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The public meeting fixed to receive and consider the report of the Committee appointed at a previous public meeting to consider the best means of dealing with the sweating system was held at the Choral Hall last evening, Mr W, D, Stewart, M.H.R., occupied the chair, and among those on the platform were Mrs W. H. Reynolds, Miss Bathgate, the Revs, J. Gibb, J. Qibson-Smith, R. Waddell, and Ven, Archdeacon Edwards, Dr Fitchett, M.H.R., Messrs H. S. Fish, M.H.R.. T. Brown, E, C. Quick, G. Fenwick, K. Ramsay, J. S. Maitland, D. White, Parker (president of the Christchurch Tailors and Tailoresses’ Association), and Sir Robert Stout. The hall was packed with people of both sexes, the majority of whom, from the keen interest evinced by them in the proceedings, belong to the class affected by the matter under discussion.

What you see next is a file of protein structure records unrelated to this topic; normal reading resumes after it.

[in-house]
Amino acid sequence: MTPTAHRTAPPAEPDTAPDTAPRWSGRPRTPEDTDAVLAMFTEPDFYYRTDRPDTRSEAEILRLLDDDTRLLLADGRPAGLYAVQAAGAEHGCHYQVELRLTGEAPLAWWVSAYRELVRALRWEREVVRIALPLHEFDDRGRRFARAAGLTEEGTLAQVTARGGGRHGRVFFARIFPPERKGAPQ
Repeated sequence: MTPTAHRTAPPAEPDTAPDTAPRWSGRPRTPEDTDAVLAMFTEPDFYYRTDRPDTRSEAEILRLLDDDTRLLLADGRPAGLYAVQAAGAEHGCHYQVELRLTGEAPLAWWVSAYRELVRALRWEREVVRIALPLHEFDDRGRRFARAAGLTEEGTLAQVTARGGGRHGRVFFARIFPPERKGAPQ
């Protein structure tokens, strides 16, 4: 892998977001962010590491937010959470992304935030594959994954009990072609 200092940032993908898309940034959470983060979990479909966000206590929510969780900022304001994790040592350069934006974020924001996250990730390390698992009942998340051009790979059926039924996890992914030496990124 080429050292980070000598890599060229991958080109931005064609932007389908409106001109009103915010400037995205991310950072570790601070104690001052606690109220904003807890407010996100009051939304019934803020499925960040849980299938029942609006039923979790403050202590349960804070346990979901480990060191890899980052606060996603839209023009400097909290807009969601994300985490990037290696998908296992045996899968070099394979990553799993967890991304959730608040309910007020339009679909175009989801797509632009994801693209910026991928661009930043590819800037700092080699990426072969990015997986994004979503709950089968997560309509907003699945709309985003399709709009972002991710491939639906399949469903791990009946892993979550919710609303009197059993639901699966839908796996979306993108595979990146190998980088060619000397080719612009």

The Chairman read apologies for unavoidable absence from the Rev. Dr Stuart, the Rev, Mr Fitchett, the Rev, W. Baumber, Mr Allen, M.H.R., the Hon. W. H. Reynolds, and Dr Hocken. He went on to say that the Committee had obtained as much information as they possibly could in Dunedin and some from Victoria as to the best way of dealing with the sweating system. They had been hopeful that they would be able to overcome the difficulties in the way, but those difficulties became insuperable, and they found it necessary to bring the matter before a public meeting to take what other action might be deemed desirable to bring about a reform in the existing state of things. He would ask the Rev. R, Waddell to speak to the report, which set out that the Committee had confined itself to one department of work, being satisfied that if a system could be devised to cover one department it could be extended to others. It was thought that if a tariff of prices could be arranged, it would at least secure an equitable wage being paid for the time being. Accordingly the Committee approached the merchants and the manufacturers. A deputation waited on all the wholesale and retail merchants, and explained their views to them. They asked the large employers of labor, if such a tariff of prices were drawn up would they accept it, and employ no one who did not give a guarantee to pay their workwomen at the tariff rates? The gentlemen waited on were understood to unanimously approve of the proposal. The Committee meanwhile had written to the Victorian Tailoresses’ Union in Melbourne, asking for information as to the working of their union, A communication was received in reply giving what information the union had, and it was found that a tariff of prices for various classes of work was in existence there. This strengthened the hands of the Committee in their efforts to arrange such a tariff here. The next business of the Committee was to arrange the tariff, and they accordingly asked one of the largest contractors to draw up a list of rates which she believed would be reasonable and just to all parties. This was done. Then the list was submitted to several other of the largest contractors for their revision, and was accepted on the understanding that the rates were minimum rates. After further consideration of the suggestions ana amendments proposed, the final list of prices was agreed upon, and then the list was submitted to the merchants. The intention of the Committee was that a book should be placed in the hands of every merchant, in which book those who tendered for work should sign a guarantee that they would pay their workers not less than the tariff rates, and that in the event of anyone being discovered violating this pledge the work should be withdrawn from them until such reparation had been made as might he deemed satis factory. A letter was accordingly sent to Mr C. H. Statham, as representative of the warehousemen, stating that he would find enclosed a schedule of prices which had been submitted to the chief contractors, including Mrs Mayer, Mrs Sanmarlic, and Mrs Willson, who said it was a workable tariff, and were willing to pay according to it. He was also requested to call, as he had previously promised, a meeting of the warehousemen to consider the tariff and endeavor to get them to sanction it. In reply, Mr Statham wrote that he had duly called the meeting, and the warehousemen offered no objection to the prices submitted, as they were deemed reasonable, in some few instances being lower than the present tariff, What the warehousemen particularly wished to know was whether it was proposed that the tariff submitted should be universal throughout New Zealand, or if it was intended to apply to Dunedin only, as if the latter, they considered the effect would he to drive work away, since it was freely stated that lower prices predominate in other large towns. There appeared to bo no difference between the price for making up one dozen or fifty dozen of shirts at one time, for which a margin should have been allowed. The meeting appeared to think that any combination of this kind should come from the workers themselves that is, that they should come tosome arrangement to work only for certain figures, and that must be agreed to by all workers, under a penalty if desirable, otherwise the object would never be attained. The warehousemen made no objection to the prices, and had no desire whatever to screw down workers, bqt they felt an immense difficulty in binding therpselves to pay only certain prices npless they had some assurance that those prices would be general. The Committee wpre very much surprised and disappointed at the terms of this reply, because it was contrary to what they expected. It appeared from the tenor of the reply that a misunderstanding existed as to what the Committee desired. An interview was therefore obtained with the representative of the warehousemen, who attended a meeting of the Committee. At this interview the position taken up by the Committee was explained namely, that the Committee did not wish to interfere between the contractors and the warehousemen, but only to secure that the former paid to the operatives not less than the minimum rates indicated in the tariff, all parties being by this means protected from unscrupulous competition. The representative of the warehousemen stated that if those views were embodied in a letter to him he would convene a meeting of warehousemen and submit it to them. A letter was accordingly drawn up by the Committee and forwarded to Mr Statham, setting forth their views aud submitting that the suggestion of the Committee, if given effect to, would leave the rates of pay between the warehousemen and the contractors to be settled by themselves, so long as the latter promised to pay their workers not less than the minimum rates for the time being In operation. To that fetter Mr Statham replied that the warehousemen felt that they popld not very well put themselves in the position of insisting upon contractors pledging themselves to pay their workers not less than the tariff of prices submitted, but that they would endeavor by representation to get them to do so. With a view of assisting in this work, the warehousemen were quite agreeable to give a list of the names of the contractors who make up for them, and the Committee would then bo in a position to deal directly between contractor and worker. On receiving this letter the Committee saw that all further effort in that direction was useless, the warehousemen having collectively ’ refuseef to do what the Committee understood they had individually approved of. In tjie opinion of the Committee the had it in their power to secure the payment &f a fiyjug rate of wages. They declined, however, to give their aid in doing this, and had assigned no tangible reason for this refusal. It was for the public to draw its own conclusion. The Committee finally reported that they could see no way to prevent the recurrence of the state of things which had aroused public indignation in the past, excepting (1) legislative interference and (2) the organisation of the workeis themselves into a union, similar to that which has been so successfully carried on ip Victoria. They recommended, therefore, £he appointment of a committee for the purpose of securing these ends. The Rev. Mr Waddell said that there was little necessity to add much to the ye, Eort, but he would like to Bay something on is own responsibility, and net as a member of the Committee. It was a matter of very great regret that after such a long time, and after suen a promising beginning, a conclusion so disappointing had been reached.